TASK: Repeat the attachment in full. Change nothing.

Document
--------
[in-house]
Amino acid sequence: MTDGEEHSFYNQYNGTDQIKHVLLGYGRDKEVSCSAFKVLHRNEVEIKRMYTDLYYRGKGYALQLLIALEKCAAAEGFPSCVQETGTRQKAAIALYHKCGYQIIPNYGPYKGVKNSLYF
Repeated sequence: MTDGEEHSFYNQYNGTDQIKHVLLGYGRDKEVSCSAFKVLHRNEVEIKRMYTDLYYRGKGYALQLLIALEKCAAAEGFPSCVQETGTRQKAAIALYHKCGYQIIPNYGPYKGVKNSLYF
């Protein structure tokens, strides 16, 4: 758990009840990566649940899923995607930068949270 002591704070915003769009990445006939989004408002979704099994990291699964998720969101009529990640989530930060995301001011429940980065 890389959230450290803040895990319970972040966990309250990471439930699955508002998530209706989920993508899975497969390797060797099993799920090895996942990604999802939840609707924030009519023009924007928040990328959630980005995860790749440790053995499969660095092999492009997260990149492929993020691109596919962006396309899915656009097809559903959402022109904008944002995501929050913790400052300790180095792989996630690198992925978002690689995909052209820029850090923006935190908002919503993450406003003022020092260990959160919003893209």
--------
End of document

[in-house]
Amino acid sequence: MTDGEEHSFYNQYNGTDQIKHVLLGYGRDKEVSCSAFKVLHRNEVEIKRMYTDLYYRGKGYALQLLIALEKCAAAEGFPSCVQETGTRQKAAIALYHKCGYQIIPNYGPYKGVKNSLYF
Repeated sequence: MTDGEEHSFYNQYNGTDQIKHVLLGYGRDKEVSCSAFKVLHRNEVEIKRMYTDLYYRGKGYALQLLIALEKCAAAEGFPSCVQETGTRQKAAIALYHKCGYQIIPNYGPYKGVKNSLYF
């Protein structure tokens, strides 16, 4: 758990009840990566649940899923995607930068949270 002591704070915003769009990445006939989004408002979704099994990291699964998720969101009529990640989530930060995301001011429940980065 890389959230450290803040895990319970972040966990309250990471439930699955508002998530209706989920993508899975497969390797060797099993799920090895996942990604999802939840609707924030009519023009924007928040990328959630980005995860790749440790053995499969660095092999492009997260990149492929993020691109596919962006396309899915656009097809559903959402022109904008944002995501929050913790400052300790180095792989996630690198992925978002690689995909052209820029850090923006935190908002919503993450406003003022020092260990959160919003893209």